Let’s begin with something useful.
In order to use Tor, you ideally need a browser that can access it. The Tor Browser on desktop platforms, formerly known as the Tor Browser Bundle, and the Orfox Browser with the Orbot app on Android are the suggested browsers. Why? Tor takes anonymity seriously.
The four log entries below are from 4 browsers that are using Tor.
Brave: 127.0.0.1 - - [10/Nov/2018:12:56:19 +0000] "GET /favicon.ico HTTP/1.1" 404 209 "http://irvdwucxcq6kb2nm.onion/" "Mozilla/5.0 (X11; Linux x86_64) AppleWebKit/537.36 (KHTML, like Gecko) Chrome/70.0.3538.77 Safari/537.36"
Firefox: 127.0.0.1 - - [10/Nov/2018:13:00:58 +0000] "GET /favicon.ico HTTP/1.1" 404 152 "-" "Mozilla/5.0 (X11; Linux x86_64; rv:62.0) Gecko/20100101 Firefox/62.0"
Tor Browser 127.0.0.1 - - [10/Nov/2018:12:57:27 +0000] "GET /favicon.ico HTTP/1.1" 404 152 "-" "Mozilla/5.0 (Windows NT 6.1; rv:60.0) Gecko/20100101 Firefox/60.0"
Orfox 127.0.0.1 - - [10/Nov/2018:13:04:53 +0000] "GET / HTTP/1.1" 200 396 "-" "Mozilla/5.0 (Android; Mobile; rv:52.0) Gecko/20100101 Firefox/52.0"
The first log entry is from the Brave browser (https://www.brave.com) which has Tor built in into their Private Window mode. This is a really neat concept, but you gain a lot of information about the person using this browser and that makes them stand out. You can see which website that I am trying to access. You can see that I am running 64-bit Linux. You can also see that I am running a browser based on Chrome. None of these things tell you exactly who I am but they fingerprint me as someone who stands out. The goal of anonymity is it blend in with the rest of the internet.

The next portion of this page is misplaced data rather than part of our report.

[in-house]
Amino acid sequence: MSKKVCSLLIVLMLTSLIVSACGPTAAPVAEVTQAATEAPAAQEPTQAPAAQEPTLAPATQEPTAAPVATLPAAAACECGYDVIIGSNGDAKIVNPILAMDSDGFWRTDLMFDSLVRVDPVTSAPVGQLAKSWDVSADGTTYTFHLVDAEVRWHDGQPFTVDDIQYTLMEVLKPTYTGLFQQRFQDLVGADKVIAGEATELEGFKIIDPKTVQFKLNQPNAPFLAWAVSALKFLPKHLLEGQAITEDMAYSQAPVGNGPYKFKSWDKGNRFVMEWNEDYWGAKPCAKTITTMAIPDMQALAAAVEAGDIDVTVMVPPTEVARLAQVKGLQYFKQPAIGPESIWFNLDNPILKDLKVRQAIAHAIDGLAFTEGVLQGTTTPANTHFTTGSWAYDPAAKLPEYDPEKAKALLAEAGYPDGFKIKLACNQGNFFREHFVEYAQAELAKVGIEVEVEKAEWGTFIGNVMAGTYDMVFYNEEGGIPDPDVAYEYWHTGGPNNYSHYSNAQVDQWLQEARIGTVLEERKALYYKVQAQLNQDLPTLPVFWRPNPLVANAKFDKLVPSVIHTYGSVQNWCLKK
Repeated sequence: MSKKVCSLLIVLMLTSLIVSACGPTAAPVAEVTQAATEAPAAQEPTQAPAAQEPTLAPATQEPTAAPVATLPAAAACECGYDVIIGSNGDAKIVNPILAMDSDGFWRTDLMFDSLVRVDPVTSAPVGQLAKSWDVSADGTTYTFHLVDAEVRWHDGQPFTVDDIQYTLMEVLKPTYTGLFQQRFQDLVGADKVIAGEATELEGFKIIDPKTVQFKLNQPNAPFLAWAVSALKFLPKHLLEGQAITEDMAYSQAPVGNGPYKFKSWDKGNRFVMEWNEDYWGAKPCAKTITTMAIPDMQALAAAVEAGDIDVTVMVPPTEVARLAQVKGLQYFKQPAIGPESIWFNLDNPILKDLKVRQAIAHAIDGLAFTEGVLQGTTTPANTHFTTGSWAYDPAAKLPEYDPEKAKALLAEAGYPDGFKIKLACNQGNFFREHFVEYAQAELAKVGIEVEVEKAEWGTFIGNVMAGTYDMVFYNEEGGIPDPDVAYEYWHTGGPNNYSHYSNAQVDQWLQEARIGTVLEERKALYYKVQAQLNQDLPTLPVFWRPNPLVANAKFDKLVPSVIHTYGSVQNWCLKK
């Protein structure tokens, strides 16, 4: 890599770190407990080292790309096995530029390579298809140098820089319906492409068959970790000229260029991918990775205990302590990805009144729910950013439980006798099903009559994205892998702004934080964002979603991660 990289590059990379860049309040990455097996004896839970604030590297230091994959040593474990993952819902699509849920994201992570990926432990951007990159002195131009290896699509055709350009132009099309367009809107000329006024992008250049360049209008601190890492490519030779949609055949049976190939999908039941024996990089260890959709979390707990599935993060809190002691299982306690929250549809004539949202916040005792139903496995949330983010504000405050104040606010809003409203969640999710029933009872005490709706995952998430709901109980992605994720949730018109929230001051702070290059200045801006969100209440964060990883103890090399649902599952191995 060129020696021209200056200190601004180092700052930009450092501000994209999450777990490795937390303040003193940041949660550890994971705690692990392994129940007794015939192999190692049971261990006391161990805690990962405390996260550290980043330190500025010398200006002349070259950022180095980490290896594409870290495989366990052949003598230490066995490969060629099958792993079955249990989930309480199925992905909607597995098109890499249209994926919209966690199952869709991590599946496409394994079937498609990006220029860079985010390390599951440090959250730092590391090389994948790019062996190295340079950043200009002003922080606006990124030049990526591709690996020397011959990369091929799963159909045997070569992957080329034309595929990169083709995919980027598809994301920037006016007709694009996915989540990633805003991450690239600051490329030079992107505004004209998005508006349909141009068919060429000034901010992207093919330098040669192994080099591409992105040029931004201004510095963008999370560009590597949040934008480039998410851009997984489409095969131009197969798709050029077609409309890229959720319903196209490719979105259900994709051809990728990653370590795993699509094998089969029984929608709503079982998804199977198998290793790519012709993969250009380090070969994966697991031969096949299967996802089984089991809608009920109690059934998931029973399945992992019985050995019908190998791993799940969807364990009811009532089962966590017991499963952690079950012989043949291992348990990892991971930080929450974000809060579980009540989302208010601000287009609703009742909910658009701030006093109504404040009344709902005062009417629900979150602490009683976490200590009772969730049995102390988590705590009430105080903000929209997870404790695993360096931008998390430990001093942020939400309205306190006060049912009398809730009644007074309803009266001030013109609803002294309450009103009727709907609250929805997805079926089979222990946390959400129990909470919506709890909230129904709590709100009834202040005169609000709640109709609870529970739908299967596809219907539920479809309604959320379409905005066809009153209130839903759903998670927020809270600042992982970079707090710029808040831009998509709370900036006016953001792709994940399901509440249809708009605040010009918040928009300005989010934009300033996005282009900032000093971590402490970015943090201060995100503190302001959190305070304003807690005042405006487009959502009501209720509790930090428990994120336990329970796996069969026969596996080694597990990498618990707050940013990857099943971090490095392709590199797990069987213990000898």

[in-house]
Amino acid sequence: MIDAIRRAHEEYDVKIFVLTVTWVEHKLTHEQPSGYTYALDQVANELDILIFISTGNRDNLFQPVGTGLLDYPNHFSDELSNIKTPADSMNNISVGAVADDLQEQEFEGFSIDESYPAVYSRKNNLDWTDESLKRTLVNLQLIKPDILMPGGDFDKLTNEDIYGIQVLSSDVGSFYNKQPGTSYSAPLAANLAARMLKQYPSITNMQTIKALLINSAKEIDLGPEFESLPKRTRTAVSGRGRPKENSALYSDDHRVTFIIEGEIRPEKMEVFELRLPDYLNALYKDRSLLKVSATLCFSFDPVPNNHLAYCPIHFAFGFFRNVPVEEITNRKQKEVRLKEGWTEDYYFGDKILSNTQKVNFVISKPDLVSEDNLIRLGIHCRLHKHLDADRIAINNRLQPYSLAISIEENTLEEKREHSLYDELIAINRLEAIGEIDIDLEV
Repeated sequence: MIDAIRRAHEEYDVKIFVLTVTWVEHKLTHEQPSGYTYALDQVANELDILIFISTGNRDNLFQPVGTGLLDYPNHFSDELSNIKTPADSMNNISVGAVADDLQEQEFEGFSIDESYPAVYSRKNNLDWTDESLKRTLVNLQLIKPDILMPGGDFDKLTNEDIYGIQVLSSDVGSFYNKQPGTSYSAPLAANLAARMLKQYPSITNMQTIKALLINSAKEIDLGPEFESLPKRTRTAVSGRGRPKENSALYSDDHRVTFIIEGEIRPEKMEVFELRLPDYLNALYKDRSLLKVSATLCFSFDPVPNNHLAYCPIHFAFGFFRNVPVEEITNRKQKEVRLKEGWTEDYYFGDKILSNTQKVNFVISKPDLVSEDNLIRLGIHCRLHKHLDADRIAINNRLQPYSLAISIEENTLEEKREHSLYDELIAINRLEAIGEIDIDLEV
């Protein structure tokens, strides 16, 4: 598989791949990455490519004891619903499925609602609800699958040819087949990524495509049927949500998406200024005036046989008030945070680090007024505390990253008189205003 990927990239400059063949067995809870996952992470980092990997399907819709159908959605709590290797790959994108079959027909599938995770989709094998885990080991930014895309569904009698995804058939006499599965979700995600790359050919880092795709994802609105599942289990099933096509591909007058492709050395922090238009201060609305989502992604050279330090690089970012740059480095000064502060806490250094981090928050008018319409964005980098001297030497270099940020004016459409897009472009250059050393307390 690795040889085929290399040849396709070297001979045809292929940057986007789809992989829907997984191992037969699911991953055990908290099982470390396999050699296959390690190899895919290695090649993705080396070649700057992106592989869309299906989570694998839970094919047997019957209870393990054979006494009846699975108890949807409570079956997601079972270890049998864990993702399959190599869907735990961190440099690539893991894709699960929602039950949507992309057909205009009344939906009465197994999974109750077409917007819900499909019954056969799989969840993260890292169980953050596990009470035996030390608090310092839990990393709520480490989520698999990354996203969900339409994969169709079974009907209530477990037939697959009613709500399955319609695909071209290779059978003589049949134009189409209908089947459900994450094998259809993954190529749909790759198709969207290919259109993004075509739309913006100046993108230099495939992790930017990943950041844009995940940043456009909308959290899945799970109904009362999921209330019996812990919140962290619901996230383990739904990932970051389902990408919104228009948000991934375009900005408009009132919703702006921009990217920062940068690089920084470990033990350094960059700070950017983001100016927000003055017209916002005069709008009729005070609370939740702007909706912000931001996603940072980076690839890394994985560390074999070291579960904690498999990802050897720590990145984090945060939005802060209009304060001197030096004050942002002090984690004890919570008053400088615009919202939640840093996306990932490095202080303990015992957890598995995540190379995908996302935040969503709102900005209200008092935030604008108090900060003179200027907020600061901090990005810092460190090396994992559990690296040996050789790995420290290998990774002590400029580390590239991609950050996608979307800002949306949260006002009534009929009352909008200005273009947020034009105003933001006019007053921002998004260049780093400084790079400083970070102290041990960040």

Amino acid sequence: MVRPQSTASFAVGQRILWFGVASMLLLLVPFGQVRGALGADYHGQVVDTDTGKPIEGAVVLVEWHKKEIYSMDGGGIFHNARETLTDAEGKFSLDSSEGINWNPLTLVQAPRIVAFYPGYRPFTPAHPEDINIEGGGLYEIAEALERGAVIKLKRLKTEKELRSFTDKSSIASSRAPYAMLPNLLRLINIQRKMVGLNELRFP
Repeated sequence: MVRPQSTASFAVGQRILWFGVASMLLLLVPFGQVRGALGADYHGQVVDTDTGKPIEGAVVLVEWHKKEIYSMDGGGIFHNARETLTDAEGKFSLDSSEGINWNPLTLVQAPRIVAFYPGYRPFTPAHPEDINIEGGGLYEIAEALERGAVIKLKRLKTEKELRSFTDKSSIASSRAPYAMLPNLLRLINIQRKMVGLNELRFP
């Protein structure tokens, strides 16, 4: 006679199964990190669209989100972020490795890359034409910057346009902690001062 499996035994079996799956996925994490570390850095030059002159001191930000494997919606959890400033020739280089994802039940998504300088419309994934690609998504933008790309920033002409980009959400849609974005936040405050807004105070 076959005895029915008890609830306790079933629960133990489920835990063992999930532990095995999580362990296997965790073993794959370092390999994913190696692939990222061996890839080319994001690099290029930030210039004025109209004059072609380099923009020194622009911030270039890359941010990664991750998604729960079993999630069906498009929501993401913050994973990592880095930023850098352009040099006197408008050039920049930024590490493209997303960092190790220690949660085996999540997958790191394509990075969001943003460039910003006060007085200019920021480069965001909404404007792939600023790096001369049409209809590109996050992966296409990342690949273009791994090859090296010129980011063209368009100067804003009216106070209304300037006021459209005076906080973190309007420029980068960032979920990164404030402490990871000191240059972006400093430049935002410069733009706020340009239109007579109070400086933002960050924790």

The second entry is normal unmodified Firefox running on Tor. This is a little better. It almost completely matches the entry for Tor Browser, except that it gives away my operating system and it is a not running the same version as the Tor Browser.
I didn’t change to a Windows PC to test the Tor Browser, all versions will always report the same information. It will always report that it is being used in Window since it is the most widely used operating system. It’s important to keep it up to date not only to apply bugfixes but to keep in line with all of the rest of the Tor Browser users.
The final entry is for Orfox. Yes, you can see that I am running it on Android as it is based on the Firefox app for Android. This is a bit of a negative. Preferably you would want it to appear to be the same as the normal Tor browser but there is probably a trade off. All copies of Orfox, no matter the device or version of Android, should look the same. However in order to get mobile versions of websites suitable for a mobile device, the browser needs to identify itself as a mobile browser. We’ll discuss more about fingerprinting in a later chapter.